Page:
James Van Praagh

James Van Praagh (/væn ˈprɑːɡ/; born August 23, 1958) is an American author, producer and television personality who describes himself as a clairvoyant and spiritual medium.[1] He has written numerous books, including The New York Times bestseller Talking to Heaven. Van Praagh was a producer and screenwriter on the 2002 CBS primetime semi-autobiographical miniseries Living with the Dead starring Ted Danson. He also hosted a short-lived paranormal talk show called Beyond with James Van Praagh.

James Van Praagh
Born (1958-08-23) August 23, 1958 (age 64)
Occupationauthor, producer, television personality

Skeptical activists such as James Randi, Joe Nickell, organizations such as the Independent Investigations Group, and notable media personalities, including Barbara Walters and John Oliver, have attempted to counter the perception that what Van Praagh and other mediums do reflects reality. His critics maintain that Van Praagh's readings are performed using deceptive cold reading and hot reading techniques, and not "psychic" powers.

Early lifeEdit

Van Praagh was born in Bayside, New York and is the youngest of four children. He said that from an early age he experienced spiritual phenomena, including once when he was 8 year old; while praying to God, a glowing open hand appeared through his ceiling, an experience which he described as peaceful.[1] Raised Roman Catholic, he was an altar boy, and at the age of 14 he attended pre-seminary.[1] According to his website, he lost interest in organized religion and left the seminary after he claims a spirit whispered to him, "God is much bigger than these four walls; you must leave and find God outside in the world."[2] His mother, Jeanne, died in 1985; Van Praagh claims she visits and guides him frequently.[3]

He graduated from San Francisco State University, where he majored in Broadcasting and Communications with the goal of becoming a screenwriter, then moved to Los Angeles in hopes of getting a job with the TV show Hill Street Blues. Instead he got an entry-level office job at Paramount, which he eventually quit after developing an avid interest in spiritualism and visiting medium Brian Hurst, who predicted he would become a medium and stated that the spirit world would assist him in "changing the consciousness of the planet." Van Praagh began doing readings and continued seeking to learn about developing mediumship.[4] In his bestsellng book Talking to Heaven, he writes that paranormal ectoplasm is “especially developed in mediums“ and described his early experience of a séance in which he saw a cheesecloth-like substance emanating from British celebrity medium Leslie Flint, who Van Praagh claims inspired him by channeling his mother.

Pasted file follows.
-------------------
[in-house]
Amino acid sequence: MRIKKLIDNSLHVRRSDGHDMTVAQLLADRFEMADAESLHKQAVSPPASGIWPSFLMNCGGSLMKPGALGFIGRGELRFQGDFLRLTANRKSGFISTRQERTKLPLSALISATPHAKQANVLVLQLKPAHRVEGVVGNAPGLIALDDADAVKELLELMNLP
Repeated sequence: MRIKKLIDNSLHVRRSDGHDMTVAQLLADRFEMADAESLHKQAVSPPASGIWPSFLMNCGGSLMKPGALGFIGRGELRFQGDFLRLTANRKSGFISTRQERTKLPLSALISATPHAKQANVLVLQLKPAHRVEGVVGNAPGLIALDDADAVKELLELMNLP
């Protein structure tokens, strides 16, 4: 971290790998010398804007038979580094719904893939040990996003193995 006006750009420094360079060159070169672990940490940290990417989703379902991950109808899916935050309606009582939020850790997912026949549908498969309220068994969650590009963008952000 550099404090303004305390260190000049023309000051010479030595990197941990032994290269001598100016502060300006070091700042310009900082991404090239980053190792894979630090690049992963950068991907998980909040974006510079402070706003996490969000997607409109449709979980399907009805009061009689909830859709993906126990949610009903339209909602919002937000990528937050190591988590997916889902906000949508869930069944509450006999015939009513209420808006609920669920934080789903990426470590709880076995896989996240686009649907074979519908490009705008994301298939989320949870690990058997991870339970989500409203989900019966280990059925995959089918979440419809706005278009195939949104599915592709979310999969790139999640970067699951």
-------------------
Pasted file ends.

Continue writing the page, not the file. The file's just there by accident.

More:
Van Praagh began his early career by giving private readings for clients by allegedly communicating with the spirits of their deceased friends and relatives, and quickly graduated to wider audiences through the sale and distribution of a series of audiotapes and books.[citation needed] In the early 1990s he began appearing on the NBC paranormal talk show The Other Side (broadcast 1994–1995), where he became a resident expert.[1] Van Praagh credits an appearance on Larry King Live in 1997 to promote his new book Talking to Heaven for his gaining worldwide exposure. "The book went from 6,000 copies to 600,000 copies in less than three months", he said.[citation needed] He has appeared on The Oprah Winfrey Show, Larry King Live, Dr. Phil, A&E's Biography, Nightline, Unsolved Mysteries, The View, The Joy Behar Show, Today, Chelsea Lately, and Coast to Coast.[5] He worked with a non-profit called The Compassionate Friends, an organization for people who lost children or siblings.[3] He is also a regular blogger for The Huffington Post.[6]

Van Praagh's work centers on his belief that there is no death, and that people who have died still exist, only in a different form.[7] Van Praagh claims these spirits help guide him, and that they have told him there are "many levels of Heaven and we get to that level we have created by our thoughts, words and deeds while on earth."[3]


Van Praagh has written numerous books that have been translated into multiple languages and sold numerous copies.[citation needed] His 1999 book Talking to Heaven, which recounts stories about his contact with the deceased, held the top slot on the New York Times Best Seller List for weeks.[3] In 2008 he released Ghosts Among Us, which goes into detail about ghosts and the spirit world. His 2011 book Growing Up in Heaven: The Eternal Connection Between Parent and Child, gives a detailed portrayal of what he claims happens to the souls of children after they die.

Living with the Dead (2002)Edit

In April 2002, CBS aired Living with the Dead (also known by the alternate title, Talking to Heaven), a four-hour miniseries based on Van Praagh and directed by Stephen Gyllenhaal, with the screenplay by John Pielmeier. Although the series followed Van Praagh's experiences, it included a fictional mystery around the murder of a teenage boy at the hands of a serial killer. Van Praagh was played by Ted Danson, his mother by Diane Ladd and his father by Jack Palance.[8] Danson received praise from outlets like the Chicago Tribune and People for his portrayal of Van Praagh as a man anguished by his lifelong visions of the dead, including his mother.[9][10]